World Bank via Flickr

Based on a recent systematic review of youth employment programs, David Robalino shares how he would design a program from scratch.

After three and half years of work, we have finally completed our systematic review of youth employment programs. Many thanks to the co-authors who did the heavy lifting (Jose Manuel Romero, Jonathan Stöterau, Felix Weidenkaff and Marc Witte). The paper was presented at our recent Jobs and Development Conference. The team went over 40,000 papers to eventually find 103 that reported on credible impact evaluations of youth employment programs.

These were more-or-less equally focused on high and middle/low income countries. These studies were codified in detail, including programs’ design features so that we could understand why some worked and others did not. Because different studies often look at more than one outcome variable (such as employment and earnings) and focus on more than one population group we ended up with a database with over 3,000 observations.  We ran thousands of regressions trying to identify how different interventions and program design features affected the outcomes and the probability of success.

For those of you who are fans of youth employment program the results will be disappointing. Only 30 percent of programs in our database were successful; the majority had no positive effect or the effect was most likely the result of chance. Moreover, among the successful programs the effect size was often small. This is dramatic. Most of the programs operating out there have not even been evaluated. But most likely, only a few are achieving what they were set up to do.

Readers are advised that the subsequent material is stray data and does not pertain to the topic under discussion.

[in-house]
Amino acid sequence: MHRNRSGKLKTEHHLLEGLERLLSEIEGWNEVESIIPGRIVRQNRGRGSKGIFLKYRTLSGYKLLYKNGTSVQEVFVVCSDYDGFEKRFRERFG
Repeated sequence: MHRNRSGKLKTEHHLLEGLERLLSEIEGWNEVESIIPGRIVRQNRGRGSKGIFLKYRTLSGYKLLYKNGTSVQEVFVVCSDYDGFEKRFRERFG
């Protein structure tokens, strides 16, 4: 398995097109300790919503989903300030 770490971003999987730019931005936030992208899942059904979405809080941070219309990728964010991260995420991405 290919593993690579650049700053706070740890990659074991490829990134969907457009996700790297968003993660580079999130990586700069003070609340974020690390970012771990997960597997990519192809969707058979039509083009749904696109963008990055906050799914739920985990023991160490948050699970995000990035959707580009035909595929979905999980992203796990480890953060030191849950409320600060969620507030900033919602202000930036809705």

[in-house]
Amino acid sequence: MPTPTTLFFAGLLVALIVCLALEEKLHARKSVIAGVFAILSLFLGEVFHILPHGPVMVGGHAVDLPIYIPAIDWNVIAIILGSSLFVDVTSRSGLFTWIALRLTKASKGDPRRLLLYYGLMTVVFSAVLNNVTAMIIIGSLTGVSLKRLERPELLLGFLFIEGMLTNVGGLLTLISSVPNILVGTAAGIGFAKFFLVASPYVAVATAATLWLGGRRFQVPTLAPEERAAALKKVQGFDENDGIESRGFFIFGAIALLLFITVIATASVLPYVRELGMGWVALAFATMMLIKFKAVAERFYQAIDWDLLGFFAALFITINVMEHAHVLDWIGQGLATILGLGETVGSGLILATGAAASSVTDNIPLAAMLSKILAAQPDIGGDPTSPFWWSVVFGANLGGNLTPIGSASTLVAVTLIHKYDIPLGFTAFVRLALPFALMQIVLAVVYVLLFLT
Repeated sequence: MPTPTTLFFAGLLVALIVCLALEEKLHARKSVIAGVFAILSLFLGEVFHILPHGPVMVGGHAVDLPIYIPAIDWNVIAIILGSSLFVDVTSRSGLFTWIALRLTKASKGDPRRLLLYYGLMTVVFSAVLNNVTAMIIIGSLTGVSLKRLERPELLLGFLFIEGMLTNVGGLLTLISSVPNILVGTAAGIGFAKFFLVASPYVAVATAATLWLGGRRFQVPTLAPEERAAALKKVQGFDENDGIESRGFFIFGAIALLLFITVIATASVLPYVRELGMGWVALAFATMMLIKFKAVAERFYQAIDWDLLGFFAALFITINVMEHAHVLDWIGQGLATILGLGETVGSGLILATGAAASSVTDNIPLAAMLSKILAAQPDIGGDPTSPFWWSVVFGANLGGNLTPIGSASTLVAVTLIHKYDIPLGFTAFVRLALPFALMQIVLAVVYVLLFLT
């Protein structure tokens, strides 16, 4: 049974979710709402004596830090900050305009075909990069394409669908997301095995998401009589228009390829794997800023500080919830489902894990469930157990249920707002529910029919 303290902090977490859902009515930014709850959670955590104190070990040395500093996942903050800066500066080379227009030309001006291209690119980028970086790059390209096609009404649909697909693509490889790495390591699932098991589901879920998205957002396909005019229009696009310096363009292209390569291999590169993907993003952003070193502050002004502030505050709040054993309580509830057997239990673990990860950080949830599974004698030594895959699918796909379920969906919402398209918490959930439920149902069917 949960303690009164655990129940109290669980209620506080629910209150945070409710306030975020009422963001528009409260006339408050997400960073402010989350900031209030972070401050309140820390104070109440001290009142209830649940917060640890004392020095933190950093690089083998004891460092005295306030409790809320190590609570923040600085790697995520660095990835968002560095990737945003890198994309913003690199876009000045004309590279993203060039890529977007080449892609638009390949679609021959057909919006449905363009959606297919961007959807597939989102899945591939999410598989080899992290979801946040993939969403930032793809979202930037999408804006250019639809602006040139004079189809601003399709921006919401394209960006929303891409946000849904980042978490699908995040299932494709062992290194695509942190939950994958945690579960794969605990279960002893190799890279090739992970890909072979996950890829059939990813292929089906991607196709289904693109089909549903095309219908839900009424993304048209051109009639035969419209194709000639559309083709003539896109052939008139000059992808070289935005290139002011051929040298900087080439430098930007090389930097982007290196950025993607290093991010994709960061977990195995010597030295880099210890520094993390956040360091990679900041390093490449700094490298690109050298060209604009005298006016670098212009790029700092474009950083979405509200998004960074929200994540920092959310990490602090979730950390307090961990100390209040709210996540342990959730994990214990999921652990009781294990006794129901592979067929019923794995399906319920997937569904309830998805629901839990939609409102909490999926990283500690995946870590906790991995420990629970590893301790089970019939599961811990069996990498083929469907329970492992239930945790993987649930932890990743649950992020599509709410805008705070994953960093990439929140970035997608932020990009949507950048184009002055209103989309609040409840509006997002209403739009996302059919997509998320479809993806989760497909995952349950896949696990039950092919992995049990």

What makes a program successful?

The key for success is to be able to respond to the needs of an often very diverse population of beneficiaries. For that you need flexible programs that offer multiple services ranging from counselling and training to job search assistance and stipends. So, there is no one type of intervention that is systematically better than others. We can’t say, for instance, that training programs are better than employment services, or that entrepreneurship programs are better than wage subsidies. It all depends on the population group and the local context. The programs also need to have systems that allow managers and service providers to understand the constraints that individuals face to access jobs and the resources and incentives to address these constraints.

You can read the paper and draw your own policy conclusions. If I had to design a youth employment program from scratch this is what I would do:

  • Have a state-of the art information system to biometrically ID, register, and profile beneficiaries, mapping, broadly, the type and severity of the constraints they face.